Today hospitals still face many regulatory and compliance risks. However, we aren’t out of luck quite yet, because there are several ways hospitals can reduce these types risks. Here, we highlight six ways to avoid costly fines and settlements specifically related to physician compensation practices.
At Ludi, our sole focus is physician administrative contracts. These are the legal vehicles that contain a variety of administrative services that physicians provide to hospitals that are not clinical. These services include medical directorships, on-call, co-management agreements, and physician committee work to name a few. We work with various sizes of health systems and have noticed several patterns, regardless of size, that all hospital administrative teams fall into when automating their manual processes that currently support their payment processes and executive of their physician contracts.
Managing your hospital’s relationships with physicians can seem nearly impossible due to the compliance landscape that surrounds them. In order to keep your physicians happy and your hospital compliant, you need the right physician management strategies in place, beginning with the physician contract.
In September, 2015, the Department of Justice (DOJ) published the Yates Memo, a document outlining the accountability of individuals for corporate wrongdoing. This means that any individuals responsible (whether knowingly or unknowingly) for the wrongdoing are now being involved in the case where all facts of the alleged crime must be disclosed to the DOJ. Hospital executives fall into this area of accountability and since the release of the Yates Memo we are now seeing the punishment of individuals.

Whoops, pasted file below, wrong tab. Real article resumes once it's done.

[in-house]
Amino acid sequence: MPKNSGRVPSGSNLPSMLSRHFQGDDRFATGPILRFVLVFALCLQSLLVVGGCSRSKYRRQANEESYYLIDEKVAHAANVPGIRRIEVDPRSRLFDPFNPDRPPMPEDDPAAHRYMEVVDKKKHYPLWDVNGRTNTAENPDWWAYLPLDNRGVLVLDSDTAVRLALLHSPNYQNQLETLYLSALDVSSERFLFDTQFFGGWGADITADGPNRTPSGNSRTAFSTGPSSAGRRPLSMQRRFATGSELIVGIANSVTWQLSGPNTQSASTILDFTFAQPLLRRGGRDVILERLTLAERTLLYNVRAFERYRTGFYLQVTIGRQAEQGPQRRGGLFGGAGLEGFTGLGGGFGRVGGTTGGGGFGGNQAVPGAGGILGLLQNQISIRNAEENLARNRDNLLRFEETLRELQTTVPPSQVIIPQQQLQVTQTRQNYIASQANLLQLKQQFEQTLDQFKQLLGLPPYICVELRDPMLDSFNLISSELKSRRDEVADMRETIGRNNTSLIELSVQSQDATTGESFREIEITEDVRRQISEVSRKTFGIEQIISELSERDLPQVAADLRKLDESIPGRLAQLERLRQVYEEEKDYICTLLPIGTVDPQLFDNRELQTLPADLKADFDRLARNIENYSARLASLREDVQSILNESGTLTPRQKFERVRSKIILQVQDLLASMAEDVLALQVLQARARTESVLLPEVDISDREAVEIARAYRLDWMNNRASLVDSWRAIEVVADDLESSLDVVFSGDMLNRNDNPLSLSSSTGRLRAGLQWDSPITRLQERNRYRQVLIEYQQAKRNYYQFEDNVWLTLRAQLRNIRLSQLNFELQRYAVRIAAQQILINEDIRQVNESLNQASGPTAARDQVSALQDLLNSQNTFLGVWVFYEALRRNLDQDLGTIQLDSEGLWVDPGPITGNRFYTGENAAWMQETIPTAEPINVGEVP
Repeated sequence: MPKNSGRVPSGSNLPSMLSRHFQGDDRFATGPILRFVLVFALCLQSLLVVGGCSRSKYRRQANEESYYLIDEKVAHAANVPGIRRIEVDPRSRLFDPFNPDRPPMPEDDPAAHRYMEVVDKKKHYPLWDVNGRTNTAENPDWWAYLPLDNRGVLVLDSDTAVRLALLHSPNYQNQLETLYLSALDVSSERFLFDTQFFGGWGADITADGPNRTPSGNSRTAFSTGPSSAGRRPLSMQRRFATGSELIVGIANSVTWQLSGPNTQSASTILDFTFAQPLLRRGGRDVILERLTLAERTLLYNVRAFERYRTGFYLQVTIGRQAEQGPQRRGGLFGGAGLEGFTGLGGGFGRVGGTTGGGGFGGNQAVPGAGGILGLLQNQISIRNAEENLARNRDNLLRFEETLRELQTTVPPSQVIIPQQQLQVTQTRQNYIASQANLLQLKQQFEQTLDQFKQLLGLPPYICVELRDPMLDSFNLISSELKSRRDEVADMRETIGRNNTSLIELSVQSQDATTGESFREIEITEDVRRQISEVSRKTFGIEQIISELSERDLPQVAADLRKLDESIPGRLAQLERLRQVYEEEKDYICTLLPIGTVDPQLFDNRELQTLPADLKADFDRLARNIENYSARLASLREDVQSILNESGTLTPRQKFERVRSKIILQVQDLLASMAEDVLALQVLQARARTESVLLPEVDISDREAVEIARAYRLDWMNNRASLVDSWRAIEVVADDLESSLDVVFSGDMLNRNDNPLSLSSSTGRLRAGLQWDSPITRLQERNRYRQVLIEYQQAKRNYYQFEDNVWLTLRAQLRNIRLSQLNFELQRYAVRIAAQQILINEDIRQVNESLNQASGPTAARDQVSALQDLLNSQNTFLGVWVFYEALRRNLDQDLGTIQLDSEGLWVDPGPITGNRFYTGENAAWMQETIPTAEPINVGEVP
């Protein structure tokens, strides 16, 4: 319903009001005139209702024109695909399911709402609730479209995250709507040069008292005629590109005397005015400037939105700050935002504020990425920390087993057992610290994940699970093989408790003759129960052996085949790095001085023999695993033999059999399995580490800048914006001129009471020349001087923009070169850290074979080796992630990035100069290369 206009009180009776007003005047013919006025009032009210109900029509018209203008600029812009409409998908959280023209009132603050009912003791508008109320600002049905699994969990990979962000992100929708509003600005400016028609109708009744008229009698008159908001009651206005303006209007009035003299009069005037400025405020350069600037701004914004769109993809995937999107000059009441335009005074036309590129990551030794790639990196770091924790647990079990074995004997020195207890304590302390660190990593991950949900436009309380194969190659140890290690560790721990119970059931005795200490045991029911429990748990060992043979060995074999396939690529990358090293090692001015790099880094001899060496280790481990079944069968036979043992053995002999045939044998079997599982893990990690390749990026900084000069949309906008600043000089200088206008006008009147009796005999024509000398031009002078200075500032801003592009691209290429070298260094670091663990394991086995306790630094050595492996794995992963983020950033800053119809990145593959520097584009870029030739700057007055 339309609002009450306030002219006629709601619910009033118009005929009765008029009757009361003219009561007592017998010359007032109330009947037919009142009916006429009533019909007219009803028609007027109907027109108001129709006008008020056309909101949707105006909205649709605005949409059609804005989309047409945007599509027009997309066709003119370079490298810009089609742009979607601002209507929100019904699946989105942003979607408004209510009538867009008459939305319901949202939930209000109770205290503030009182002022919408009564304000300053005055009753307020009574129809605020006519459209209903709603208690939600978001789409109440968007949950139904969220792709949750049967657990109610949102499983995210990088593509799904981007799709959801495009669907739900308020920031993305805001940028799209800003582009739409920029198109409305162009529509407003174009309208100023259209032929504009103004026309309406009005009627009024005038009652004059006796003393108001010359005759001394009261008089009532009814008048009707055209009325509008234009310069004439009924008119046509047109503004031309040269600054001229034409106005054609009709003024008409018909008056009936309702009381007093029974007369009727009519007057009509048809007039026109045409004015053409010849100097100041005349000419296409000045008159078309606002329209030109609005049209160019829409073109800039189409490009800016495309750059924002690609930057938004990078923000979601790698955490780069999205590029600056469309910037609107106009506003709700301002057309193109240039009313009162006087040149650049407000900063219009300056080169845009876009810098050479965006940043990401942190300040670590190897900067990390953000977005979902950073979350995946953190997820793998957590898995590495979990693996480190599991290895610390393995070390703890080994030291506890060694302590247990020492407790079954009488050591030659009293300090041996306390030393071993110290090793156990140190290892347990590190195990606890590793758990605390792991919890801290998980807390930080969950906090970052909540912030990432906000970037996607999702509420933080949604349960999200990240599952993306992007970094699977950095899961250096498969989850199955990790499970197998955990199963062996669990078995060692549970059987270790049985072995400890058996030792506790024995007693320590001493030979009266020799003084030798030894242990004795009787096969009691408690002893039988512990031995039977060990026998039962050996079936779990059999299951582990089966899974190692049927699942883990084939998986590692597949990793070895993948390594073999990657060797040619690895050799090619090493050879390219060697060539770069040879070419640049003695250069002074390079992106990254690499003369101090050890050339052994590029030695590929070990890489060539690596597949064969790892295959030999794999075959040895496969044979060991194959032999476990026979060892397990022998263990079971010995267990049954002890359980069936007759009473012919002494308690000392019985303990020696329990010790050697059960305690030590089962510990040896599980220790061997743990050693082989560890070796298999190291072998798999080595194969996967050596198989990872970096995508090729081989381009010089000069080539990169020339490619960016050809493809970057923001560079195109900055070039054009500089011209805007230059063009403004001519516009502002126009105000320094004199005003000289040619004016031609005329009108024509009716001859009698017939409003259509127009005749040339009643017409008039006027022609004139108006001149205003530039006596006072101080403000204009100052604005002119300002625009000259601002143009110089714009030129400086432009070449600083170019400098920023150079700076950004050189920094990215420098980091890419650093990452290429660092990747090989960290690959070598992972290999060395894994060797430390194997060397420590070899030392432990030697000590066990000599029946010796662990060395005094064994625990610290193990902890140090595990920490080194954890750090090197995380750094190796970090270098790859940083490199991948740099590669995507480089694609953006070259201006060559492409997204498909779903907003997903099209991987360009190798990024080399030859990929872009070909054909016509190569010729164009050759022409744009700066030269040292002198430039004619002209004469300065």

The four top areas for regulatory risk for hospitals include: Patient privacy, coding, quality, and physician agreements. Physician agreements tend to have the most opportunity for points of failure due to the process, structure, and people involved in making sure agreements are appropriately written and managed over time.
Read through the following 5 tips and consider them a guideline to lower your risk related to physician agreements: